Still viable for low volume printers:

If you print less than a ream of paper per month a CI system can still work for you, but you literally may never need to buy another cartridge or refill. Systems that contain ink will last on average about 3k pages. You can still save cash by using compatible cartridges, or re-manufactured ink cartridges as well. The typical full manufacturer cartridge set ($80.00) will net about 400 text prints; your mileage may vary.

Identify CI systems by cartridge:

Look for the cartridges – this will help refine your printer search. Then, within that selection, look to see what actual printer works best with a CI system, and from that list select based on your printing needs. Does it need to be large format? Fax capable? Photo Printer? All-In-One?

Most all Epson printers (some exceptions) work very well with CI systems. If you see a CI system listed on our site we can recommend it for use in those printers that use these cartridges. In some cases we will have some (CIS, CISS) associated online content (installation video, CIS in action, reviews, pictures, set-ups, etc.), and you also have the option of purchasing printer and CI system bundles that we have tested in our shop before shipping.

Printers we like with CIS, CISS, Bulk Ink Systems:

Epson is our favorite. We print lots of photos, and we just think Epson printers are the best at printing photos, hands down. A CI system makes the Epson printers even more fun to work with, as printing costs are negligible. Canon has some 6-color and 8-color printers that produce a quality print, but we just prefer the Epson print quality. Not all Epson printers work well with CI systems – think NX series (tight fit for a CIS).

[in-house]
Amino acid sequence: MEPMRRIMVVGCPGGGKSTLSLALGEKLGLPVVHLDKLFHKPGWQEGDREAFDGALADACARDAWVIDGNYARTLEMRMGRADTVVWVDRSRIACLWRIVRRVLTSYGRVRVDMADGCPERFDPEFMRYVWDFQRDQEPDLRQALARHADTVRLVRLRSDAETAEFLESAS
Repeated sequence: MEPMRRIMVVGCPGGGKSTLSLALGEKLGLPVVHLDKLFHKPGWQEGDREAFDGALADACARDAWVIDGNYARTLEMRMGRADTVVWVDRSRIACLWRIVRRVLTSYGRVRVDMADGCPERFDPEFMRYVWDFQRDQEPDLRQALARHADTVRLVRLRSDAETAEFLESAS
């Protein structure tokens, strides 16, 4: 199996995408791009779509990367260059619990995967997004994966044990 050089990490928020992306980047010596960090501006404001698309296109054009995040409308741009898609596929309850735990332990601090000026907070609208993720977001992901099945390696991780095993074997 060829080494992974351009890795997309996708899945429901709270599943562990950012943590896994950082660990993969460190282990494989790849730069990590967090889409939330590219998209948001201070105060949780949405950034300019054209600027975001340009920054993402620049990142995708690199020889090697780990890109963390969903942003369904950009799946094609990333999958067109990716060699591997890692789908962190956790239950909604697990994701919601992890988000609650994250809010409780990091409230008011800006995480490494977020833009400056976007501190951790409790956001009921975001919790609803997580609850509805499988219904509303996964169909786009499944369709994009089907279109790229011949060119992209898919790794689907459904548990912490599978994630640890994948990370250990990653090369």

The knock on Epson in the past (for a general purpose printer) has been cartridge price. To expensive to be an everyday printer. This changes when a CI system is introduced into the mix. Print thousands of pages for an initial investment of $95-$179, and refills which are equal to 50-60 Epson cartridges, are available for $30-$50. Save thousands on consumables – there is also the added bonus of never having to purchase another inkjet cartridge ever. Never run out of ink, never replace one cartridge only to have another need replacing the next day. Low hassle printing for a fraction of the cost of manufacturer brand ink. In some cases, a printer plus a CI system may actually be cheaper than purchasing a set of cartridges for your current printer!

Epson Printers we like:

Epson Stylus C120 Inkjet Printer CIS Inkjet Ink System

Artisan 700, 800, 710, 810

Absolute best performer – printer is constructed like a CI system internally. No moving parts, simple to use and operate. Multi-function photo printers. May be the last printer you ever purchase. If you are looking for a deal on this printer, check the Epson store, or Amazon. We also offer these printers as bundles with a CI system, and additional set of refills.

Epson Workforce 30 – Stylus C120

These two are the exact same printer. Just a printer – has 2 black cartridge slots, fast printer and easy installation. Bundle deal here.

Epson Workforce 500

Multifunction all-in-one. Complete with built-in fax, auto document feeder (ADF), color scanner, printer, copier, media readers, 4-color office printer. Get up to 5-6k pages with this bundle.

Epson Stylus Photo 1400